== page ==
So it is with the gifts or fruits of the Spirit. They don’t often just fall into your lap, gently descending like manna from heaven. Oh, they may seem to arrive that way, but that’s the seed of the gift. In order to open and use the gift, you’ve got some hard work ahead of you.

It’s more like what the disciples experienced on Pentecost – something like the combination of the strong winds of a tornado mixed in with the teeth-chattering, bone-shaking effect of an earthquake. It can leave you so thoroughly disoriented that you may appear inebriated and intoxicated. Or, at least, you may find that some will seriously question your sanity.

I’m about ¾ of the way through reading “Always Kristen,” a book by one of your former rectors, Rita Beauchamp Nelson. It’s her story of the journey she made with her transgender daughter as she traveled from, in her words, “It’s a boy!” to “Mom, I’m a girl!”

Now, I don't know about you, but I can't even begin to imagine such an event in my life. I would hope that I would act with as much honesty and authenticity, courage and compassion, love and grace as Rita has. 

There’s one moment in the book that strikes me as “Pentecostal” – well, there are a few (life is like that) but I want to talk about the first time her son Christopher came to dinner as Kristen (at the time she called herself Wendy) – dressed as a woman – because that’s how she understood herself to be. A woman.

Everyone at the table tried very hard to keep it light and not too deep but finally, Kristen blurted out, “Mom, I’m a girl.” There followed some very difficult moments with hard-to-ask questions and harder-to-hear answers. And then, Rita writes:

“Finally, we rain out of questions and answers, and the uncomfortable silence around the table was our signal that it was time for us to say goodbye. We walked down the walkway to the elevator and I hugged Christopher especially long and tight as we said our goodbyes and I love you’s this strange night. I desperately wanted this beautiful boy to know that I loved him and that this turn of events would never change that. I wanted him to know that he would be accepted, always. But loving him and accepting him as a girl still had to be sorted out in my heart. I guess I am still sorting it out, because, to this day, I sometimes question if I have accepted his being a girl or am simply resigned to it.

The elevator doors opened, and I watched Christopher walk in and the doors close. Then William and I fell into each other’s arms and, in the solitude of the empty walkway with only the stars to watch, I quietly broke down and cried as he comforted me. It no longer mattered to me whether anyone was watching. I had started out years before with a concern Christopher might be gay, then a cross dresser, both of which were mild compared to what I had learned this evening. Where, I wondered, would we go from here? Where would Christopher go from here? Even now, when I least expect it, a tear will silently slip down my cheek for the son I lost and the son I wish I still had but never will again.”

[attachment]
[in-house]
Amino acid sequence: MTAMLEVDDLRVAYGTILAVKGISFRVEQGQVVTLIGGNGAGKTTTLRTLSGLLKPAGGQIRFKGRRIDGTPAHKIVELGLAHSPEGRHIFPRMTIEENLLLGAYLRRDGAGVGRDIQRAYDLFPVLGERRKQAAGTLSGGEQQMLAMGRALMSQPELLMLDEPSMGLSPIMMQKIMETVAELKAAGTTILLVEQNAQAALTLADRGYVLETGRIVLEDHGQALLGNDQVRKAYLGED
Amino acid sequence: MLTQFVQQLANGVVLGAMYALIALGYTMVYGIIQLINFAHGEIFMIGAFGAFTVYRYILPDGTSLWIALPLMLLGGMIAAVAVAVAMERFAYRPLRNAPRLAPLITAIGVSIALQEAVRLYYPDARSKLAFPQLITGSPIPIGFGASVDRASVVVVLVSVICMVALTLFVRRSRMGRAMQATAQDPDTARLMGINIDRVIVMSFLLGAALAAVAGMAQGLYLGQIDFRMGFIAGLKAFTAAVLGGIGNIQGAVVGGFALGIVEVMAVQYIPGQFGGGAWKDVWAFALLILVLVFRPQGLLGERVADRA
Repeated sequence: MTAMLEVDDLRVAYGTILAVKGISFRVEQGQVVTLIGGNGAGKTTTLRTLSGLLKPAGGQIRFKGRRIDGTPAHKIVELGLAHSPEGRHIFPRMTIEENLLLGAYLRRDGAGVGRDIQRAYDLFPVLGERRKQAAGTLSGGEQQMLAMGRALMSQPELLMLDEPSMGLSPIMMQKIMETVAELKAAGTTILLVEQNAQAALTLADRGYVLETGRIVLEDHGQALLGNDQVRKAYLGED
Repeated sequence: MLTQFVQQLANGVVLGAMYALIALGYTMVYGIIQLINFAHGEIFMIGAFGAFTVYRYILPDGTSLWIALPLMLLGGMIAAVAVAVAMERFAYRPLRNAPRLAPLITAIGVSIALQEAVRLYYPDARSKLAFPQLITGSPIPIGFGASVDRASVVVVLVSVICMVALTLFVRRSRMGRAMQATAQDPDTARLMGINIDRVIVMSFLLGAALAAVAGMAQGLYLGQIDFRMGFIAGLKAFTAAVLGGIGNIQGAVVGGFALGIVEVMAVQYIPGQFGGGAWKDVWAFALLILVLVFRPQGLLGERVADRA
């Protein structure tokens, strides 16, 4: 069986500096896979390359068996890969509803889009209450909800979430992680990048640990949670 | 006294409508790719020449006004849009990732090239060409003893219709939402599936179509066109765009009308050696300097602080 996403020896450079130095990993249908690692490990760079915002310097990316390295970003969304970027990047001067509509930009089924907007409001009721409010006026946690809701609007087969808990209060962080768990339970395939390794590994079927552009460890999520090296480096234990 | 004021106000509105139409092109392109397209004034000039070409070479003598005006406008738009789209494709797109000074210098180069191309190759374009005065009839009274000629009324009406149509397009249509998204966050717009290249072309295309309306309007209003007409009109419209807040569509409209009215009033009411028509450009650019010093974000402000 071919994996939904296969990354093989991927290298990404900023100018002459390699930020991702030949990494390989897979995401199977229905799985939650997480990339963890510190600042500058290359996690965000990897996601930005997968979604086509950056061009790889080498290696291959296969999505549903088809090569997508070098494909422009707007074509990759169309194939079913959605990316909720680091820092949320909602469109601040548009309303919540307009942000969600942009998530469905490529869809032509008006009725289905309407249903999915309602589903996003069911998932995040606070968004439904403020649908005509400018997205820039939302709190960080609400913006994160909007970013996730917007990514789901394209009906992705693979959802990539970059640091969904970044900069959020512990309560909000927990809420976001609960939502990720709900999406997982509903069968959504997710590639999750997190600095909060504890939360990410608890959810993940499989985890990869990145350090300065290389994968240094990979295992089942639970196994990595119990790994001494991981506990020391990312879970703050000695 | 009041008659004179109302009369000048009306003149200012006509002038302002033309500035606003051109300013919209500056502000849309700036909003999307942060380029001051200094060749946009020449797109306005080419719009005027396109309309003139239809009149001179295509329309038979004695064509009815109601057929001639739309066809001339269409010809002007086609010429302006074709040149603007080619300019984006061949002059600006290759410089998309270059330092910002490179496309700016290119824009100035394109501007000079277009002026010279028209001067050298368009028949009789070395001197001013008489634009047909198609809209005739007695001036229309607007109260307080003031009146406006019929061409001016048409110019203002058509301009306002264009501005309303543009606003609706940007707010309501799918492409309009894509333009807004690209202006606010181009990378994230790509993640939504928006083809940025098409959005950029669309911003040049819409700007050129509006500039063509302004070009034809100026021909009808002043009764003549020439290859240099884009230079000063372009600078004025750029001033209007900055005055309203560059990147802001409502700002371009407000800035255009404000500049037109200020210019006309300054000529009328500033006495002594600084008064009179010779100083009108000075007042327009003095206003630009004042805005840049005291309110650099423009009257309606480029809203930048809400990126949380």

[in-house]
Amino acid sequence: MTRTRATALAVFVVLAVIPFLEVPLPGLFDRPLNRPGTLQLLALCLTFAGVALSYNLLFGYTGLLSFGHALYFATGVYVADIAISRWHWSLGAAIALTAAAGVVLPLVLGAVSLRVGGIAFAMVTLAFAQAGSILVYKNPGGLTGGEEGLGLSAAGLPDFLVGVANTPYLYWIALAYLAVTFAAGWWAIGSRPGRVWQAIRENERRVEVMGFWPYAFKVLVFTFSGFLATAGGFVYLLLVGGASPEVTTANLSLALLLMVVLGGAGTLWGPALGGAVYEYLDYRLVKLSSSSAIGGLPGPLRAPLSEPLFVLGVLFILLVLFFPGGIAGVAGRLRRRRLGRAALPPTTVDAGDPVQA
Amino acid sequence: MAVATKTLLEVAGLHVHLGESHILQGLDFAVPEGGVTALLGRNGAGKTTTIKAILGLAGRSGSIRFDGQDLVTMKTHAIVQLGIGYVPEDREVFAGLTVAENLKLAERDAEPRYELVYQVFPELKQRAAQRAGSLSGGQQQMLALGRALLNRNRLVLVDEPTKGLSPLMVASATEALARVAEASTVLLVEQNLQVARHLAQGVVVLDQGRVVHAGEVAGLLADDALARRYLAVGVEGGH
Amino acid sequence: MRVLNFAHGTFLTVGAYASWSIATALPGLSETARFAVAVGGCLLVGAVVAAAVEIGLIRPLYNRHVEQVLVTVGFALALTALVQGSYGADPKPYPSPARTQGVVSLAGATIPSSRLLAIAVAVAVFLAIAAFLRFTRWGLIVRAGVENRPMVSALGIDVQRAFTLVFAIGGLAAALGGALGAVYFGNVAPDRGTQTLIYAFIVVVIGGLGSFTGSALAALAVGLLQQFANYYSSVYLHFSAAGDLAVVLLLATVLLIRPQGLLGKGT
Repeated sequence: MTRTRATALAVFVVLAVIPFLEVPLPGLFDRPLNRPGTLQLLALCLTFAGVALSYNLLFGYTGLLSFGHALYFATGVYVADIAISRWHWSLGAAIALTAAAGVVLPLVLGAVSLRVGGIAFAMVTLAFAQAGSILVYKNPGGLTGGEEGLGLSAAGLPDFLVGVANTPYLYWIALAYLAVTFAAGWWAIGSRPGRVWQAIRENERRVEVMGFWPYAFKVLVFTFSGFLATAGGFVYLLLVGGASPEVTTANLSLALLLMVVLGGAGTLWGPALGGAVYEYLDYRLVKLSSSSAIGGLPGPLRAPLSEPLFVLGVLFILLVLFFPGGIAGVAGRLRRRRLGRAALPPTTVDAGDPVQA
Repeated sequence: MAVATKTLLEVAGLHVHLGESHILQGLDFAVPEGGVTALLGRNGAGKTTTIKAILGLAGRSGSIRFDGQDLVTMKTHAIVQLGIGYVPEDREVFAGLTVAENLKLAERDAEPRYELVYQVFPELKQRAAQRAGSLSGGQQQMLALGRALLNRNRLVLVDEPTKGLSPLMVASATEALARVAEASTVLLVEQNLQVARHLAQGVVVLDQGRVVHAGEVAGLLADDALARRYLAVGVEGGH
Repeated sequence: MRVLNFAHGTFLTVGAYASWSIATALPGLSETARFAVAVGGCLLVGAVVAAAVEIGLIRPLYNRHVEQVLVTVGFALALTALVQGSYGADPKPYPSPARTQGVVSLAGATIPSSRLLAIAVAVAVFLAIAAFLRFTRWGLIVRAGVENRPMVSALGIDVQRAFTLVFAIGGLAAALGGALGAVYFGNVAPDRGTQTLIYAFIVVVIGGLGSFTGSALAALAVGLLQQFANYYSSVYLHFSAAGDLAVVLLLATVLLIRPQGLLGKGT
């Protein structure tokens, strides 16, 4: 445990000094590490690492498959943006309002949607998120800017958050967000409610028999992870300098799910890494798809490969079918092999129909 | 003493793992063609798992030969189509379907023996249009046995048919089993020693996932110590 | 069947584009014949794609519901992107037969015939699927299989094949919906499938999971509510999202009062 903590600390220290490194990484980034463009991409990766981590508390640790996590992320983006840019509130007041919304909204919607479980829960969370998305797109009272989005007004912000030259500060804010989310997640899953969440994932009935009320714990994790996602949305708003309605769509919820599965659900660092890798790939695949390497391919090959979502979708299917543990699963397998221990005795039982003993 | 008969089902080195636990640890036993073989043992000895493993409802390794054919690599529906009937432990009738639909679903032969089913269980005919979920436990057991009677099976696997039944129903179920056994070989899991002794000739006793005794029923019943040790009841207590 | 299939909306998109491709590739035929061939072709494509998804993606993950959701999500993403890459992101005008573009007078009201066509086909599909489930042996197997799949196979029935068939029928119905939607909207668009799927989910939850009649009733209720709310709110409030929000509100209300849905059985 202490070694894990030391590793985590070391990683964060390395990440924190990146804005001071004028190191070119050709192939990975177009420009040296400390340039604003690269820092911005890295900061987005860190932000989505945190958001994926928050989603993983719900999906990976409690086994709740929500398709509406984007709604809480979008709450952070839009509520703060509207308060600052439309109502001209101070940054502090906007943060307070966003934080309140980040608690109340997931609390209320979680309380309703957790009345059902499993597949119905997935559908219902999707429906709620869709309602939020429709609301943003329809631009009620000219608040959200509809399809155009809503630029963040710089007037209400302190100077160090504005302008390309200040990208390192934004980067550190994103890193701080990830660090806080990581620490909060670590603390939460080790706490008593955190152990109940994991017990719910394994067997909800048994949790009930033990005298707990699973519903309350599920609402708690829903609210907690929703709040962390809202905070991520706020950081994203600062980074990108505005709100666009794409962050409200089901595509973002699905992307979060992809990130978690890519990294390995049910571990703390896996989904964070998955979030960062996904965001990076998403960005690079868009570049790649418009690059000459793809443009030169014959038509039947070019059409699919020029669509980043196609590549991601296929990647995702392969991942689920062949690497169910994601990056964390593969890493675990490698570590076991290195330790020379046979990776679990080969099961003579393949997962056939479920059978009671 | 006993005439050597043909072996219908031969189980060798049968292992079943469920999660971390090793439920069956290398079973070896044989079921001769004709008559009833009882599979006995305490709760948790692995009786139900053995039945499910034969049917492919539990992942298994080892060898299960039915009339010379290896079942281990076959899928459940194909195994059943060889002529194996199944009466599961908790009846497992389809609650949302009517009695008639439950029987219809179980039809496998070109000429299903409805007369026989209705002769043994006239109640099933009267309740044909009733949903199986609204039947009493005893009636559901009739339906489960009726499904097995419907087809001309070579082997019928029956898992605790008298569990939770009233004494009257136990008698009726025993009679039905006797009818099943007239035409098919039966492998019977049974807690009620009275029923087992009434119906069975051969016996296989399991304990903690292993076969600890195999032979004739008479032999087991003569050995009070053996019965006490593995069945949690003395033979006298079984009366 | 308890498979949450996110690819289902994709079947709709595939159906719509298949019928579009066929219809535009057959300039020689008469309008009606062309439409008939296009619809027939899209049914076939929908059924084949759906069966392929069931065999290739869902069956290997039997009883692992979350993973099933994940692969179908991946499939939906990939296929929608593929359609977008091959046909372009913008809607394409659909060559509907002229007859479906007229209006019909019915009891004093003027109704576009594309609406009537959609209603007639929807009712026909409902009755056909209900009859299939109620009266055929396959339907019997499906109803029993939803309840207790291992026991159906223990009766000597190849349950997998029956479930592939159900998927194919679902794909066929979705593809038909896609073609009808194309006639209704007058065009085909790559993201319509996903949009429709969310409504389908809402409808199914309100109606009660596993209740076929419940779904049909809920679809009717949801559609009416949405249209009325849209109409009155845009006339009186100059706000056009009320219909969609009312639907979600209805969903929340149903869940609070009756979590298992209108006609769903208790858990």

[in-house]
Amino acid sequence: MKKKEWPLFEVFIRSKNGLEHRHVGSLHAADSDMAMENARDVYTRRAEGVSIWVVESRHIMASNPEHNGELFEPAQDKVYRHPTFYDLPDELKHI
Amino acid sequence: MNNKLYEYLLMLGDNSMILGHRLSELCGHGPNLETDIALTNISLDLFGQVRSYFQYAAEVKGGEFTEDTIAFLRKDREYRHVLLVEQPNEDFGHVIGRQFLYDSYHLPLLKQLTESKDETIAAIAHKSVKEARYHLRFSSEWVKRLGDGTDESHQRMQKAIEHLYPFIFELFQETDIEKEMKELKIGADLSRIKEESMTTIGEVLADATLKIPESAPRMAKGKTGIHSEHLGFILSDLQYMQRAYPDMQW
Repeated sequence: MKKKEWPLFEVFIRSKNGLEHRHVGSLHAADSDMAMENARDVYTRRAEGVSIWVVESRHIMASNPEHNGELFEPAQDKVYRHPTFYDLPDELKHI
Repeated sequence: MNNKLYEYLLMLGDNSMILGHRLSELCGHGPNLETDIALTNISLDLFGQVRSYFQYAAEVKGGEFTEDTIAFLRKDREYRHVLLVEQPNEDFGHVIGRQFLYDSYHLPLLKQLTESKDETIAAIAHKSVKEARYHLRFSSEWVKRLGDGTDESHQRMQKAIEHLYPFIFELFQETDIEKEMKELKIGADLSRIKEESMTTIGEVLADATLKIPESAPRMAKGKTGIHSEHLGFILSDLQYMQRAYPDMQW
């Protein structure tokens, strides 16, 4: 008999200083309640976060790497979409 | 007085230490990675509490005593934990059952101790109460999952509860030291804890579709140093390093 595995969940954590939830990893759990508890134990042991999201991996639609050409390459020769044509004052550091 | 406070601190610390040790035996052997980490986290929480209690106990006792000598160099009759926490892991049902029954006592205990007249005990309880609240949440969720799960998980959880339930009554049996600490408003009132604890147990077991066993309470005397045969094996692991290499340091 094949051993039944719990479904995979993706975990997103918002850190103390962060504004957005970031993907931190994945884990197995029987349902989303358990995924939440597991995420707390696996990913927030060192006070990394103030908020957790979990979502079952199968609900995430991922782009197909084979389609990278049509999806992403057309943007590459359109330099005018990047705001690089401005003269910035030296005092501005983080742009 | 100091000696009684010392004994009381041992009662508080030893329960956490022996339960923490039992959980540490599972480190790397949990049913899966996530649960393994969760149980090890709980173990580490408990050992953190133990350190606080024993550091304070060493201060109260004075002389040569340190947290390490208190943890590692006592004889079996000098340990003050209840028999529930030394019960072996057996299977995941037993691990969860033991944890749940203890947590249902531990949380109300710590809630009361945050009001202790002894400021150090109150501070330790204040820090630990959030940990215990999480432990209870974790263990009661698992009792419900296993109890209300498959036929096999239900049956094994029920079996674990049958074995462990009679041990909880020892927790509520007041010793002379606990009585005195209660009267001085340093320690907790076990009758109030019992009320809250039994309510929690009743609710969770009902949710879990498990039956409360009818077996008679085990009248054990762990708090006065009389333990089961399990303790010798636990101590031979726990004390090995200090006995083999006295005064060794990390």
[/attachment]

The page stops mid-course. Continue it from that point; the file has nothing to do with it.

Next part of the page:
I know. That’s probably not the Pentecost story you were expecting to hear this morning. It’s probably not a Pentecost story you’ve ever heard before - or, will hear again.

I stand before you to say that this story, for me, is evidence of the presence of the Holy Spirit. If you take some time to look back over your life with this new lens, you may discover that the Holy Spirit has often appeared in moments that, at the time, neither felt holy or sacred.

But, in that moment, something happened. Something that left you with no more questions to ask - no more answers to give. 

Something that broke your heart, but broke it open so that there was more room than you could have ever asked for or imagined. 

Something that stretched your mind past self-imposed and formerly sacred boundaries. 

Something so strange you didn’t have the words or even a language to express it. 

Something that made you sound crazy or inebriated or intoxicated to others.

Love can do that to you. Love can change you and transform your life. Love is a gift of the Holy Spirit that you don’t always seek much less choose but it, rather it seeks and finds you.

And though you may still have some question – some doubt – about what really happened and why it happened, there is no question that it happened and that your life has been forever changed by it.

That’s not the question. The question is, “What will you choose to do about this moment? With this moment?” 

Will you allow yourself to surrender to the process so that you might continue to grow and be transformed by it so that it might bear fruit? Or, will you let it die?

I will leave you to consider these things and offer a prayer that came to me from a friend. She meant it to celebrate the Feast of the Visitation which, this year, was May 31st

I think it’s an especially appropriate – if not a wee bit unorthodox – prayer for Pentecost. I think it echoes the prayer of Jesus who appeared in that upper room and said to his disciples, “Receive the Holy Spirit. If you forgive the sins of any, they are forgiven them; if you retain the sins of any, they are retained.”

Here’s my Pentecost prayer for you. May you hear it with new ears, a new heart, a new spirit.

“May you never be subservient. May you never fall prey to fitting in. May you always swirl in all the directions the sacred winds want to take you. May you never hush your laughter nor your tears. May you breathe without restriction. May you show up every single day to the calling that is you and may you always know the courage of your own heart.”